Do tax rates matter? Recent data may shed light on this question.
A recent article by Bloomberg highlights their analysis of net wealth migration. The analysis shows which states gained and lost the most wealth in terms of Adjusted Gross Income (AGI). It should be noted that this data was collected for 2016 from the IRS and the U.S. Census Bureau.
As the table below shows, the top three states with the largest net gains in AGI are Florida, Texas, and Washington, all of which have no state income tax. Five of the top 10 gainers are states without an income tax. (The 2016 income tax rank was provided by Rich States, Poor States.)
On the other end of the spectrum are the biggest losers in terms of AGI lost. New York, which lost a whopping $8.4 billion, had the second-highest income tax rate in the country at 12.70 percent. Some of the states with the highest income tax rates are on the list of biggest losers. Five of these states were in the top 10 in terms of the state income tax rate.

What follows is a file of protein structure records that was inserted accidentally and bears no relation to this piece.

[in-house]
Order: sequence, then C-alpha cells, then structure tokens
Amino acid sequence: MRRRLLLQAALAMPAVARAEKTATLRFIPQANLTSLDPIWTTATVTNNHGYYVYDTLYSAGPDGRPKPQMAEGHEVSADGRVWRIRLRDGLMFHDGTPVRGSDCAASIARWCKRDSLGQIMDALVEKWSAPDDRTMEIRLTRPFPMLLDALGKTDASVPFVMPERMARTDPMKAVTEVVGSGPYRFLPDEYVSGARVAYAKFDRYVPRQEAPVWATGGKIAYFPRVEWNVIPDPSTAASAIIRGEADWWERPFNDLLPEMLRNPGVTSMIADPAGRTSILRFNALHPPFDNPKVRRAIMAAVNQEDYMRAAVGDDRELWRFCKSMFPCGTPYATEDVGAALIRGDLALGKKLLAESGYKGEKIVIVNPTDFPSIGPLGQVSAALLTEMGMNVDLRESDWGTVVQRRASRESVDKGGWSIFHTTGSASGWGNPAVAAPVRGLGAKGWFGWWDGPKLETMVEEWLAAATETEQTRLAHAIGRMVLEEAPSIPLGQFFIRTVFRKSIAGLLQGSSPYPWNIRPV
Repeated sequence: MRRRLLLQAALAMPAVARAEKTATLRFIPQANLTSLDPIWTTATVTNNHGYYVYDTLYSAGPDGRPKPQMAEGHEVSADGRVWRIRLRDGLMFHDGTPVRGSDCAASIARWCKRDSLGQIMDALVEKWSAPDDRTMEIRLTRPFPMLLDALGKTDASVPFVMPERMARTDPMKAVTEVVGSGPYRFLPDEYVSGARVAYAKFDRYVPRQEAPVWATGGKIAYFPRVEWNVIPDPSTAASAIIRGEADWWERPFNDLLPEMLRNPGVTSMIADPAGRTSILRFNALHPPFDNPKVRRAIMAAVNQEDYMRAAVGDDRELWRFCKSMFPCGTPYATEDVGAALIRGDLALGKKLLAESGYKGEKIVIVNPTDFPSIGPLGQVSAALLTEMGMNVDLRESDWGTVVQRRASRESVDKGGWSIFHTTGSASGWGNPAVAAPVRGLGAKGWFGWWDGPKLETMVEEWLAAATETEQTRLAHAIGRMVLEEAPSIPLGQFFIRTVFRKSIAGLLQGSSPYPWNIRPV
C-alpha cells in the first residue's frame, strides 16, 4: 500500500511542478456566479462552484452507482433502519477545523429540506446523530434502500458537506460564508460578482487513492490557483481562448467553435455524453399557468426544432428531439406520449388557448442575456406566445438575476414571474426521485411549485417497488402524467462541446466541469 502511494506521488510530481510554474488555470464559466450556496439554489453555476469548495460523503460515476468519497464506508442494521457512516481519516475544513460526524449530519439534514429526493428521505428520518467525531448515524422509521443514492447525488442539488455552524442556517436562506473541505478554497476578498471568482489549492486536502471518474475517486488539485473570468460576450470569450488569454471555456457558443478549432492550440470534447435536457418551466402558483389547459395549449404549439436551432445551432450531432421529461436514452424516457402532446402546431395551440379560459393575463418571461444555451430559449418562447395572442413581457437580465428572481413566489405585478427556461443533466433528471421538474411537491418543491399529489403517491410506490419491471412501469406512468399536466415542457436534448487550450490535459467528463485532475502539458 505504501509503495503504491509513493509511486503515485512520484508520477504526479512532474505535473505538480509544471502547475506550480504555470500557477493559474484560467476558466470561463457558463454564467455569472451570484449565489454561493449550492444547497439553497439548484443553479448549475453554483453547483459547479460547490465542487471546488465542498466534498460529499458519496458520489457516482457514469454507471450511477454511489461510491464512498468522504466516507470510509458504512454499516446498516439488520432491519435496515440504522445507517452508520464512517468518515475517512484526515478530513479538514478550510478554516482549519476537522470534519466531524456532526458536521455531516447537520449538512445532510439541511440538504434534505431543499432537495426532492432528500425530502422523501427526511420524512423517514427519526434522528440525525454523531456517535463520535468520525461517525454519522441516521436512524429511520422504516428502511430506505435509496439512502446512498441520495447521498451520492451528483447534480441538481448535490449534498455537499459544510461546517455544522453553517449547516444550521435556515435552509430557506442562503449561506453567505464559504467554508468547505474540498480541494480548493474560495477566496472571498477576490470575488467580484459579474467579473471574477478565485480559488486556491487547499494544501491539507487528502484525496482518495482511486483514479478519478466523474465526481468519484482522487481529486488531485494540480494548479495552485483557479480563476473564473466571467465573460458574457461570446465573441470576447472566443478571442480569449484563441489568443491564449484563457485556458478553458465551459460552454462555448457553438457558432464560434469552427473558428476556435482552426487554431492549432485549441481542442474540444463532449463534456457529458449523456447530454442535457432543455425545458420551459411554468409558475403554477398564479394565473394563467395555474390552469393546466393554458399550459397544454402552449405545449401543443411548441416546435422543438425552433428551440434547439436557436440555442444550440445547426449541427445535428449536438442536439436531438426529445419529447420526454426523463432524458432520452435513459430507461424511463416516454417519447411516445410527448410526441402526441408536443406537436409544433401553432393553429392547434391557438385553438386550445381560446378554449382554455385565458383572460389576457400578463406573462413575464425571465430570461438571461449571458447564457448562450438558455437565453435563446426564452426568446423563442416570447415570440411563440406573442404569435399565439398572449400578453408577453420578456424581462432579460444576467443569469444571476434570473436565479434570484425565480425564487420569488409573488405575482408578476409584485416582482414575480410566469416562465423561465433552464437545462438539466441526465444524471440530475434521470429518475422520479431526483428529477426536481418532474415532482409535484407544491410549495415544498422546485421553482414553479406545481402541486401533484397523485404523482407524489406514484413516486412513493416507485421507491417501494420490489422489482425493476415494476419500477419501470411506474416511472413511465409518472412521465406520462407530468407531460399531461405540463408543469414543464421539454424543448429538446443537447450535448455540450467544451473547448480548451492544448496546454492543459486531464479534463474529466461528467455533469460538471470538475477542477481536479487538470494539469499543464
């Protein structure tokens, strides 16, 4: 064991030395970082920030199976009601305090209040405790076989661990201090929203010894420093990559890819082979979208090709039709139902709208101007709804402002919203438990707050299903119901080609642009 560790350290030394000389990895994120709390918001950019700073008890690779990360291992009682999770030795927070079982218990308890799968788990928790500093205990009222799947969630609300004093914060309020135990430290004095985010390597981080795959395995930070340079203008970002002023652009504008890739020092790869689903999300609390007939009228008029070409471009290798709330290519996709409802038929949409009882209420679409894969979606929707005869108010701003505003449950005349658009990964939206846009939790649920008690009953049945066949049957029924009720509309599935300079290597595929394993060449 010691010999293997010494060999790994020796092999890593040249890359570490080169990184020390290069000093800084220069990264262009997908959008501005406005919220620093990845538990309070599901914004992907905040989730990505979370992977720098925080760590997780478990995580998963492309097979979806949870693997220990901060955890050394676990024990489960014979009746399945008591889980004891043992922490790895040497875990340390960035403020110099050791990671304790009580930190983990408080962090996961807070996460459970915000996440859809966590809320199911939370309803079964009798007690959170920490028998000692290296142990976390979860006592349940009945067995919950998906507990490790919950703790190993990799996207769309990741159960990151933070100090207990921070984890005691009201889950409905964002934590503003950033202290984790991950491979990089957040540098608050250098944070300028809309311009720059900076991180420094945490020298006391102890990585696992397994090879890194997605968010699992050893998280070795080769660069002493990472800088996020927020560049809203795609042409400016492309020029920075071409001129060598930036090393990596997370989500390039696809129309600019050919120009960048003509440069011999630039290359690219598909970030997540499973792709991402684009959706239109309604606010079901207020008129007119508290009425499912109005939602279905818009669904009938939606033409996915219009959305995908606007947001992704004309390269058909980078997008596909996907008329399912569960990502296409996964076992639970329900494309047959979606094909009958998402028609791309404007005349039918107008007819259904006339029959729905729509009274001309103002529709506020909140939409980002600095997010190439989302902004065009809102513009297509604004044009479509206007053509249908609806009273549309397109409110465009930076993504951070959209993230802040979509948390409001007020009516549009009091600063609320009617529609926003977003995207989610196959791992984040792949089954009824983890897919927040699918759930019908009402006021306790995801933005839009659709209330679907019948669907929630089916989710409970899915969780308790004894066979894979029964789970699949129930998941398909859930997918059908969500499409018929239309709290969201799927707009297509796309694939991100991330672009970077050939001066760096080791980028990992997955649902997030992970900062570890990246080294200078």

There were some outliers, such as Oregon and Illinois. Oregon, despite having one of the highest tax rates in the nation, saw one of the highest gains in AGI. Oregon, along with Washington, has benefited from an emerging tech market drawing young professionals to the region. Meanwhile, Illinois, which had a relatively low income tax rate in 2016, had the second-highest AGI loss as it deals with corruption scandals and numerous budget crises. (Illinois’s income tax rate has increased by 1.2 percentage points since 2016.)
This analysis is consistent with the data collected by the group How Money Walks. How Money Walks has tracked net wealth migration between each state from 1992 to 2016. The data also shows an exodus from high-tax states to low-tax states over the last two decades. So, do tax rates matter? The evidence suggests that they do.